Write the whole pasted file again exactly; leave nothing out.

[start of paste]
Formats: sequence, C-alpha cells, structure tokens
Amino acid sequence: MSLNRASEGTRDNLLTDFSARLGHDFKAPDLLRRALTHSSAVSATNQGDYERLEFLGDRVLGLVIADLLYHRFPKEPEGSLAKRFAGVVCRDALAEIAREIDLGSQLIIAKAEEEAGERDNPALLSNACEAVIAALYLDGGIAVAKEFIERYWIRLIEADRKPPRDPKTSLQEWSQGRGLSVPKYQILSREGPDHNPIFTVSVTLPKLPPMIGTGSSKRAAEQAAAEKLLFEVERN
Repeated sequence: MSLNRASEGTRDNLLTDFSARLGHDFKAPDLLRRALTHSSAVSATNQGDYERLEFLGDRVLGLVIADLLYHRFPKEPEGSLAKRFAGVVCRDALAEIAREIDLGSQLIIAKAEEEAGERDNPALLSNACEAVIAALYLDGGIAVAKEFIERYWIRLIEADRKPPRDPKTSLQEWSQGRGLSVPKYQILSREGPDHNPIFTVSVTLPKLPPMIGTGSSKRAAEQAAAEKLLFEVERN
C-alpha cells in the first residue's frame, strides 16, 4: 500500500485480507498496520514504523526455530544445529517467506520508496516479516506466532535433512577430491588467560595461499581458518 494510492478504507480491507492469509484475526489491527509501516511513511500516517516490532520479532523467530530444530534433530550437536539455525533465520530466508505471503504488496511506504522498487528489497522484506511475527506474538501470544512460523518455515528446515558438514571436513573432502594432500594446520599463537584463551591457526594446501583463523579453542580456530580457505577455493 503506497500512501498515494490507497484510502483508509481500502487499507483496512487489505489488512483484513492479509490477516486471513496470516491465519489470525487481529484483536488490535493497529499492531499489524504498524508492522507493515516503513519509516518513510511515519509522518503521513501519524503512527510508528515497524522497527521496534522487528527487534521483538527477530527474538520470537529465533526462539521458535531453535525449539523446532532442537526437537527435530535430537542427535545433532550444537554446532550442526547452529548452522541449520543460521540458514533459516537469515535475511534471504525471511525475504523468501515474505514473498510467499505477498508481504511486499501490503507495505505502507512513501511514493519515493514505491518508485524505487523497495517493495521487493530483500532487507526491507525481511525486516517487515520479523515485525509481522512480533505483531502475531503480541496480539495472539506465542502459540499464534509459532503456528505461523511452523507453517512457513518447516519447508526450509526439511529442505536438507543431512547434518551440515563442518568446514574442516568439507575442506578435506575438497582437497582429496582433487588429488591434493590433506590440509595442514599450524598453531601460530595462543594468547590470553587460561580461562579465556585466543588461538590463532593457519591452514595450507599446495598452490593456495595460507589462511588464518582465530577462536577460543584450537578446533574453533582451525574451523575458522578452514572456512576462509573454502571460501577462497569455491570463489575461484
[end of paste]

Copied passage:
Formats: sequence, C-alpha cells, structure tokens
Amino acid sequence: MSLNRASEGTRDNLLTDFSARLGHDFKAPDLLRRALTHSSAVSATNQGDYERLEFLGDRVLGLVIADLLYHRFPKEPEGSLAKRFAGVVCRDALAEIAREIDLGSQLIIAKAEEEAGERDNPALLSNACEAVIAALYLDGGIAVAKEFIERYWIRLIEADRKPPRDPKTSLQEWSQGRGLSVPKYQILSREGPDHNPIFTVSVTLPKLPPMIGTGSSKRAAEQAAAEKLLFEVERN
Repeated sequence: MSLNRASEGTRDNLLTDFSARLGHDFKAPDLLRRALTHSSAVSATNQGDYERLEFLGDRVLGLVIADLLYHRFPKEPEGSLAKRFAGVVCRDALAEIAREIDLGSQLIIAKAEEEAGERDNPALLSNACEAVIAALYLDGGIAVAKEFIERYWIRLIEADRKPPRDPKTSLQEWSQGRGLSVPKYQILSREGPDHNPIFTVSVTLPKLPPMIGTGSSKRAAEQAAAEKLLFEVERN
C-alpha cells in the first residue's frame, strides 16, 4: 500500500485480507498496520514504523526455530544445529517467506520508496516479516506466532535433512577430491588467560595461499581458518 494510492478504507480491507492469509484475526489491527509501516511513511500516517516490532520479532523467530530444530534433530550437536539455525533465520530466508505471503504488496511506504522498487528489497522484506511475527506474538501470544512460523518455515528446515558438514571436513573432502594432500594446520599463537584463551591457526594446501583463523579453542580456530580457505577455493 503506497500512501498515494490507497484510502483508509481500502487499507483496512487489505489488512483484513492479509490477516486471513496470516491465519489470525487481529484483536488490535493497529499492531499489524504498524508492522507493515516503513519509516518513510511515519509522518503521513501519524503512527510508528515497524522497527521496534522487528527487534521483538527477530527474538520470537529465533526462539521458535531453535525449539523446532532442537526437537527435530535430537542427535545433532550444537554446532550442526547452529548452522541449520543460521540458514533459516537469515535475511534471504525471511525475504523468501515474505514473498510467499505477498508481504511486499501490503507495505505502507512513501511514493519515493514505491518508485524505487523497495517493495521487493530483500532487507526491507525481511525486516517487515520479523515485525509481522512480533505483531502475531503480541496480539495472539506465542502459540499464534509459532503456528505461523511452523507453517512457513518447516519447508526450509526439511529442505536438507543431512547434518551440515563442518568446514574442516568439507575442506578435506575438497582437497582429496582433487588429488591434493590433506590440509595442514599450524598453531601460530595462543594468547590470553587460561580461562579465556585466543588461538590463532593457519591452514595450507599446495598452490593456495595460507589462511588464518582465530577462536577460543584450537578446533574453533582451525574451523575458522578452514572456512576462509573454502571460501577462497569455491570463489575461484